Privy Council orders compensation for soldier arrested in 2005

The Hall of Justice in Port of Spain where criminal trials and appeals are heard. - Jeff Mayers
The Hall of Justice in Port of Spain where criminal trials and appeals are heard. - Jeff Mayers

THE London-based Privy Council has upheld a dissenting decision of the Court of Appeal in a false imprisonment case brought by a soldier who was stopped by police in San Juan in 2005, on suspicion of being involved in kidnapping.

In a ruling delivered on Monday, Lords Lloyd-Jones, Hamblen and Leggatt held that Lance Corporal Dorian Betaudier was entitled to compensation for false imprisonment for two days – December 24-26, 2005.

He was represented by attorneys Anand Beharrylal, QC, Joshua Hitchens, Sian McGibbon, Kenneth Thompson and Alvin Pariagsingh at the Privy Council.

They allowed his appeal and sent the matter back to the High Court to assess the quantum of compensation he should get. Betaudier, now retired, had been arrested along with another soldier after being stopped by police on Concorde Road, San Juan.

When searched, he had his licensed service firearm, $7,000 cash found in an envelope and $478 in his wallet. The other soldier was allegedly found in possession of an unlicensed firearm. The two soldiers, who were in uniform, were taken to the CID office in Port of Spain and interviewed.

One of the officers who arrested Betaudier went to the Anti-Kidnapping Unit, handed over the envelope with the money and said he suspected it was part of the proceeds of a ransom.

The officer’s evidence at the trial was that before the arrest, he was briefed, at least twice, by officers of the Criminal Investigations Unit, who told him that army officers were allegedly involved in a kidnapping ring.

On Christmas Day, Betaudier was questioned and he denied knowing of a kidnapping. On the evening of December 26, then acting ACP David Nedd reviewed the interview notes and concluded there was no reason for Betaudier’s further detention. At about 9.10 pm that night, he was released from police custody.

Almost four years to the date of his arrest, Betaudier filed a claim for compensation for false imprisonment.

In 2012, Justice Andre des Vignes dismissed the claim, finding the police had reasonable and probable cause to arrest Betaudier and the period of detention was justified.

Betaudier appealed and in 2017, the Court of Appeal gave a majority ruling, dismissing it. Justice Allan Mendonca dissented on the ground advanced by Betaudier that there was no reasonable grounds for suspecting he had committed an arrestable offence.

In their ruling, delivered by Lord Lloyd-Jones, the judges said they did not normally disturb concurrent findings of fact reached in the courts below, there was one particular aspect that needed to be addressed as it related to the police officer’s state of mind when he suspected Betaudier to be involved in kidnapping.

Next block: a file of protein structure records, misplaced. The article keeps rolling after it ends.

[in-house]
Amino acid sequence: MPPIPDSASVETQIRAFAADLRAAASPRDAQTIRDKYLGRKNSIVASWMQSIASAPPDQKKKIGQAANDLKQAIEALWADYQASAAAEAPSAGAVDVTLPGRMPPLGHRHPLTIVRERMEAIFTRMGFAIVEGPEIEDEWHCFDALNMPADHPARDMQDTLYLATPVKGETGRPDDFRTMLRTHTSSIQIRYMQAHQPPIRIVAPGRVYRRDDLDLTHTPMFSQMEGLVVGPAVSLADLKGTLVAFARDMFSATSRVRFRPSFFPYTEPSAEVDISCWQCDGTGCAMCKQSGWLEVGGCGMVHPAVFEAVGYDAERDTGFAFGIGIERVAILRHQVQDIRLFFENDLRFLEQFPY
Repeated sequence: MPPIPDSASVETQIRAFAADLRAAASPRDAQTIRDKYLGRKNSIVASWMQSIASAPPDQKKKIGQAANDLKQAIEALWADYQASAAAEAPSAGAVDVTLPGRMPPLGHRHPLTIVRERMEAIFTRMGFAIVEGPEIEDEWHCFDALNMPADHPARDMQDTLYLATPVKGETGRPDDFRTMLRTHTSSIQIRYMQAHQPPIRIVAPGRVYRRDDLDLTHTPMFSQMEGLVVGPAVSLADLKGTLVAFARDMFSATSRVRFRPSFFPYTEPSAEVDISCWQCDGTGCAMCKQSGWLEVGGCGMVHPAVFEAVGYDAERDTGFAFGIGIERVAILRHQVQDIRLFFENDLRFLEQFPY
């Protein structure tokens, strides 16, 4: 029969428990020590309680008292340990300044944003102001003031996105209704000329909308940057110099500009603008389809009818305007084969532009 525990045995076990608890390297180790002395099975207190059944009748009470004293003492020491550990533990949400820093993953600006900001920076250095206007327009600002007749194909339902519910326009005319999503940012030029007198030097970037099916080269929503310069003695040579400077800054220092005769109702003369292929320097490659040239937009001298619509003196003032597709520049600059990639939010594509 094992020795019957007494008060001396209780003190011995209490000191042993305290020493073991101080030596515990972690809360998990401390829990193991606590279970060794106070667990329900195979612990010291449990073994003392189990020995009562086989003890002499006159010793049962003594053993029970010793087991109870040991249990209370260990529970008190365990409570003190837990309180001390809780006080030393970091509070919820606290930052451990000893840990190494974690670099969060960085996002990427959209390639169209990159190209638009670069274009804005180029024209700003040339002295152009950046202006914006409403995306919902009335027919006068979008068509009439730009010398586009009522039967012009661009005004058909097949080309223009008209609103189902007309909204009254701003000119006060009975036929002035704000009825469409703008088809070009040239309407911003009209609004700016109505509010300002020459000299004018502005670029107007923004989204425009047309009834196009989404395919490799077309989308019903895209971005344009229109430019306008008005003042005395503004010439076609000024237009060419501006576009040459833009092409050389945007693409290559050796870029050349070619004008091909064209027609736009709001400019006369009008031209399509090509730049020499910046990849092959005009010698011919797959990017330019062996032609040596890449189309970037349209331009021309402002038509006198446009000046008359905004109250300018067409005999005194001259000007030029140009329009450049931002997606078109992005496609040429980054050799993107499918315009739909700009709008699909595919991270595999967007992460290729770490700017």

Lloyd-Jones held that the difficulty in the case was that, while the information the police officer received at the briefings provided a basis for suspicion that kidnappings were being committed by soldiers, it provided no basis for suspicion that Betaudier had committed an offence of kidnapping.

“The fact that the appellant was a soldier, one member of a very large group in TT, gave no reason to suspect him of kidnapping committed by soldiers.

“…The TTDF is made up of thousands of active personnel including reserve personnel.”

In their majority decision, Justices of Appeal Peter Rajkumar and Gregory Smith agreed that the mere finding of the money would not be enough to establish a link between Betaudier and any alleged kidnapping ring, even if he was a soldier. But, they held when the other factors were considered – the briefing the arresting officer received; the number of high-profile kidnappings, allegedly involving soldiers, at the time; and the finding of an unlicensed firearm on the other soldier – amounted to reasonable cause.

“The difficulty with this line of reasoning is that it is accepted that the possession of the money alone is insufficient to give rise to a reasonable suspicion of the appellant’s involvement in kidnapping. There was no other information relied upon capable of linking the appellant to the commission of an offence of kidnapping. The possession of the money therefore remains insufficient for this purpose, even when considered in conjunction with the other material,” the Privy Council ruled.

In his dissenting ruling, Mendonca pointed out there was no information to suspect Betaudier of being involved in any kidnapping or that a ransom had been paid. Mendonca had said, “There must be something more and that something is missing from this case.”

In their ruling, the Privy Council judges held that the police had no reasonable grounds to arrest Betaudier and his arrest was unlawful.

“If the arrest of the appellant was unlawful, it follows that his detention following the arrest was unlawful. The appellant is accordingly entitled to damages for false imprisonment in respect of the period between his arrest on December 24, 2005, at 11.30 am and his release on December 26, 2005, at 9.10 pm.”

The State was represented by attorney Tom Poole at the Privy Council.


"Privy Council orders compensation for soldier arrested in 2005"

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